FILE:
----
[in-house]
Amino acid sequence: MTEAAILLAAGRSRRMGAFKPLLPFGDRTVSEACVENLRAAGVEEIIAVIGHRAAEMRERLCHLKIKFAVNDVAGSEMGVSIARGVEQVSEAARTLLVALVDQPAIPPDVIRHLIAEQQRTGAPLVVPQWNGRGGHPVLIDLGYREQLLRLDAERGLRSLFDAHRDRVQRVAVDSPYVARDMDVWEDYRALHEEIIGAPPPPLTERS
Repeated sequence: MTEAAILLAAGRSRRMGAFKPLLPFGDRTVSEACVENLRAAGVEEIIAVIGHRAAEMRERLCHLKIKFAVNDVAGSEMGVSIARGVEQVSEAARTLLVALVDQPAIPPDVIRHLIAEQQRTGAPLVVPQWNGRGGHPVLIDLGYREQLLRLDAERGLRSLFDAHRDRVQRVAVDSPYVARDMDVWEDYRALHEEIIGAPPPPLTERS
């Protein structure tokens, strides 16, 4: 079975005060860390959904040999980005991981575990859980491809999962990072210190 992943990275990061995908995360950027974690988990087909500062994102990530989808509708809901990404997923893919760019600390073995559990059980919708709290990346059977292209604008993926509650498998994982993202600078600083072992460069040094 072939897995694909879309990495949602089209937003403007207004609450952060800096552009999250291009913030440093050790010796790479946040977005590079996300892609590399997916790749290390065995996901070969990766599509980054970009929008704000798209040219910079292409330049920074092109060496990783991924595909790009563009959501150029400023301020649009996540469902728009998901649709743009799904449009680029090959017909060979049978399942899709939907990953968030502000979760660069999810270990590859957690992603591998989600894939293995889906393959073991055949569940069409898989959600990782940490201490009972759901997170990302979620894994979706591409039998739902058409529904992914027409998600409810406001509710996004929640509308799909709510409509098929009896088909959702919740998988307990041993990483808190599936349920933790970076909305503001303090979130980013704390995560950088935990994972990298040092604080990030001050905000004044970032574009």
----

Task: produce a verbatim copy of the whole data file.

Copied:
[in-house]
Amino acid sequence: MTEAAILLAAGRSRRMGAFKPLLPFGDRTVSEACVENLRAAGVEEIIAVIGHRAAEMRERLCHLKIKFAVNDVAGSEMGVSIARGVEQVSEAARTLLVALVDQPAIPPDVIRHLIAEQQRTGAPLVVPQWNGRGGHPVLIDLGYREQLLRLDAERGLRSLFDAHRDRVQRVAVDSPYVARDMDVWEDYRALHEEIIGAPPPPLTERS
Repeated sequence: MTEAAILLAAGRSRRMGAFKPLLPFGDRTVSEACVENLRAAGVEEIIAVIGHRAAEMRERLCHLKIKFAVNDVAGSEMGVSIARGVEQVSEAARTLLVALVDQPAIPPDVIRHLIAEQQRTGAPLVVPQWNGRGGHPVLIDLGYREQLLRLDAERGLRSLFDAHRDRVQRVAVDSPYVARDMDVWEDYRALHEEIIGAPPPPLTERS
């Protein structure tokens, strides 16, 4: 079975005060860390959904040999980005991981575990859980491809999962990072210190 992943990275990061995908995360950027974690988990087909500062994102990530989808509708809901990404997923893919760019600390073995559990059980919708709290990346059977292209604008993926509650498998994982993202600078600083072992460069040094 072939897995694909879309990495949602089209937003403007207004609450952060800096552009999250291009913030440093050790010796790479946040977005590079996300892609590399997916790749290390065995996901070969990766599509980054970009929008704000798209040219910079292409330049920074092109060496990783991924595909790009563009959501150029400023301020649009996540469902728009998901649709743009799904449009680029090959017909060979049978399942899709939907990953968030502000979760660069999810270990590859957690992603591998989600894939293995889906393959073991055949569940069409898989959600990782940490201490009972759901997170990302979620894994979706591409039998739902058409529904992914027409998600409810406001509710996004929640509308799909709510409509098929009896088909959702919740998988307990041993990483808190599936349920933790970076909305503001303090979130980013704390995560950088935990994972990298040092604080990030001050905000004044970032574009």